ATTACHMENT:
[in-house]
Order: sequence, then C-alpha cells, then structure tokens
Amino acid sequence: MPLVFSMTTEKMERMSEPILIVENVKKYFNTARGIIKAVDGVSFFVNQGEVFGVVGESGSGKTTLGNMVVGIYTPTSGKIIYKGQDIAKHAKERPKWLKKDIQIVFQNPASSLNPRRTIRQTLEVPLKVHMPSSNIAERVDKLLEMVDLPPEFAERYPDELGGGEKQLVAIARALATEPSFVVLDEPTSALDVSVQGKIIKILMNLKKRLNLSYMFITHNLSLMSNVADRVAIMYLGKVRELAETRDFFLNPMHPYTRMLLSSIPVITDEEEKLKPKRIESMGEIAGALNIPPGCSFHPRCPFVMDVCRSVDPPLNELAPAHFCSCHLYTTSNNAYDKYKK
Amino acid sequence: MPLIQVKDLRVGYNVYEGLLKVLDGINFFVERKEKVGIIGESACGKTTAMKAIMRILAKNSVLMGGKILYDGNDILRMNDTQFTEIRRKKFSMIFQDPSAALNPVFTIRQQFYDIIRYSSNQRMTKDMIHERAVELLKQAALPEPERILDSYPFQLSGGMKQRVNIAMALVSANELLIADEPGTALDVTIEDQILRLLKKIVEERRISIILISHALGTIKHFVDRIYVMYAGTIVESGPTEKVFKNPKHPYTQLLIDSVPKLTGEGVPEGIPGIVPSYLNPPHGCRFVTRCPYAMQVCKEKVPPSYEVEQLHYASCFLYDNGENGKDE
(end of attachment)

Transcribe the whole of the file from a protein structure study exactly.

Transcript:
[in-house]
Order: sequence, then C-alpha cells, then structure tokens
Amino acid sequence: MPLVFSMTTEKMERMSEPILIVENVKKYFNTARGIIKAVDGVSFFVNQGEVFGVVGESGSGKTTLGNMVVGIYTPTSGKIIYKGQDIAKHAKERPKWLKKDIQIVFQNPASSLNPRRTIRQTLEVPLKVHMPSSNIAERVDKLLEMVDLPPEFAERYPDELGGGEKQLVAIARALATEPSFVVLDEPTSALDVSVQGKIIKILMNLKKRLNLSYMFITHNLSLMSNVADRVAIMYLGKVRELAETRDFFLNPMHPYTRMLLSSIPVITDEEEKLKPKRIESMGEIAGALNIPPGCSFHPRCPFVMDVCRSVDPPLNELAPAHFCSCHLYTTSNNAYDKYKK
Amino acid sequence: MPLIQVKDLRVGYNVYEGLLKVLDGINFFVERKEKVGIIGESACGKTTAMKAIMRILAKNSVLMGGKILYDGNDILRMNDTQFTEIRRKKFSMIFQDPSAALNPVFTIRQQFYDIIRYSSNQRMTKDMIHERAVELLKQAALPEPERILDSYPFQLSGGMKQRVNIAMALVSANELLIADEPGTALDVTIEDQILRLLKKIVEERRISIILISHALGTIKHFVDRIYVMYAGTIVESGPTEKVFKNPKHPYTQLLIDSVPKLTGEGVPEGIPGIVPSYLNPPHGCRFVTRCPYAMQVCKEKVPPSYEVEQLHYASCFLYDNGENGKDE